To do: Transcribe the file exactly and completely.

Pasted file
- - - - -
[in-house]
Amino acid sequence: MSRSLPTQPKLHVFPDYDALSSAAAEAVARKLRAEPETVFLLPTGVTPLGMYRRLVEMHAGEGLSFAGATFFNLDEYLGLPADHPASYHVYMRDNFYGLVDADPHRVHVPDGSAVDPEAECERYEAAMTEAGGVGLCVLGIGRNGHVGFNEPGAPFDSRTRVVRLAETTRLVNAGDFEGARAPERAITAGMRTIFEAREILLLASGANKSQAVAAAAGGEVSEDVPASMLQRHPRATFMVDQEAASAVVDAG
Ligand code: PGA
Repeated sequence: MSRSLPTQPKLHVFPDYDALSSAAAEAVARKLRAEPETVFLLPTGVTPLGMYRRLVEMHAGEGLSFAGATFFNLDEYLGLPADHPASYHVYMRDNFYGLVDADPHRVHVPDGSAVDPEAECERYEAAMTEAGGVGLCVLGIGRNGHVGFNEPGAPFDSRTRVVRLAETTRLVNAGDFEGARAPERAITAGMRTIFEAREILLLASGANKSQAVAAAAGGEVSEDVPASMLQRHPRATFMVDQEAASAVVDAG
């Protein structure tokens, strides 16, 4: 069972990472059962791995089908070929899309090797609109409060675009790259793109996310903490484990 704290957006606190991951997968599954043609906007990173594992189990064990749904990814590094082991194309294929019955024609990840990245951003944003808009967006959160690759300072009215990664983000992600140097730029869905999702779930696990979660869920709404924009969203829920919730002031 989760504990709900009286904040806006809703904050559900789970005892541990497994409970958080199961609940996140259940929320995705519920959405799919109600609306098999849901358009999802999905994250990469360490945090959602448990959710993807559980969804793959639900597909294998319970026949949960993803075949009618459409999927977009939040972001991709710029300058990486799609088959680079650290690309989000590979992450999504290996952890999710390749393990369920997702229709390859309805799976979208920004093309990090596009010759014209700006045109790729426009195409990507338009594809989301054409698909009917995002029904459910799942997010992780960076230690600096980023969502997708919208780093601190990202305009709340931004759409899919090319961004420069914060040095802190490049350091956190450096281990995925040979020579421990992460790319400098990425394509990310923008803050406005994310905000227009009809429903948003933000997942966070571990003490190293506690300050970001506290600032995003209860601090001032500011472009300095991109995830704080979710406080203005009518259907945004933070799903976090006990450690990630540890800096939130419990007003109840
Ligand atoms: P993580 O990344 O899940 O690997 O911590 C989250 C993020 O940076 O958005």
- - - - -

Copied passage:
[in-house]
Amino acid sequence: MSRSLPTQPKLHVFPDYDALSSAAAEAVARKLRAEPETVFLLPTGVTPLGMYRRLVEMHAGEGLSFAGATFFNLDEYLGLPADHPASYHVYMRDNFYGLVDADPHRVHVPDGSAVDPEAECERYEAAMTEAGGVGLCVLGIGRNGHVGFNEPGAPFDSRTRVVRLAETTRLVNAGDFEGARAPERAITAGMRTIFEAREILLLASGANKSQAVAAAAGGEVSEDVPASMLQRHPRATFMVDQEAASAVVDAG
Ligand code: PGA
Repeated sequence: MSRSLPTQPKLHVFPDYDALSSAAAEAVARKLRAEPETVFLLPTGVTPLGMYRRLVEMHAGEGLSFAGATFFNLDEYLGLPADHPASYHVYMRDNFYGLVDADPHRVHVPDGSAVDPEAECERYEAAMTEAGGVGLCVLGIGRNGHVGFNEPGAPFDSRTRVVRLAETTRLVNAGDFEGARAPERAITAGMRTIFEAREILLLASGANKSQAVAAAAGGEVSEDVPASMLQRHPRATFMVDQEAASAVVDAG
């Protein structure tokens, strides 16, 4: 069972990472059962791995089908070929899309090797609109409060675009790259793109996310903490484990 704290957006606190991951997968599954043609906007990173594992189990064990749904990814590094082991194309294929019955024609990840990245951003944003808009967006959160690759300072009215990664983000992600140097730029869905999702779930696990979660869920709404924009969203829920919730002031 989760504990709900009286904040806006809703904050559900789970005892541990497994409970958080199961609940996140259940929320995705519920959405799919109600609306098999849901358009999802999905994250990469360490945090959602448990959710993807559980969804793959639900597909294998319970026949949960993803075949009618459409999927977009939040972001991709710029300058990486799609088959680079650290690309989000590979992450999504290996952890999710390749393990369920997702229709390859309805799976979208920004093309990090596009010759014209700006045109790729426009195409990507338009594809989301054409698909009917995002029904459910799942997010992780960076230690600096980023969502997708919208780093601190990202305009709340931004759409899919090319961004420069914060040095802190490049350091956190450096281990995925040979020579421990992460790319400098990425394509990310923008803050406005994310905000227009009809429903948003933000997942966070571990003490190293506690300050970001506290600032995003209860601090001032500011472009300095991109995830704080979710406080203005009518259907945004933070799903976090006990450690990630540890800096939130419990007003109840
Ligand atoms: P993580 O990344 O899940 O690997 O911590 C989250 C993020 O940076 O958005």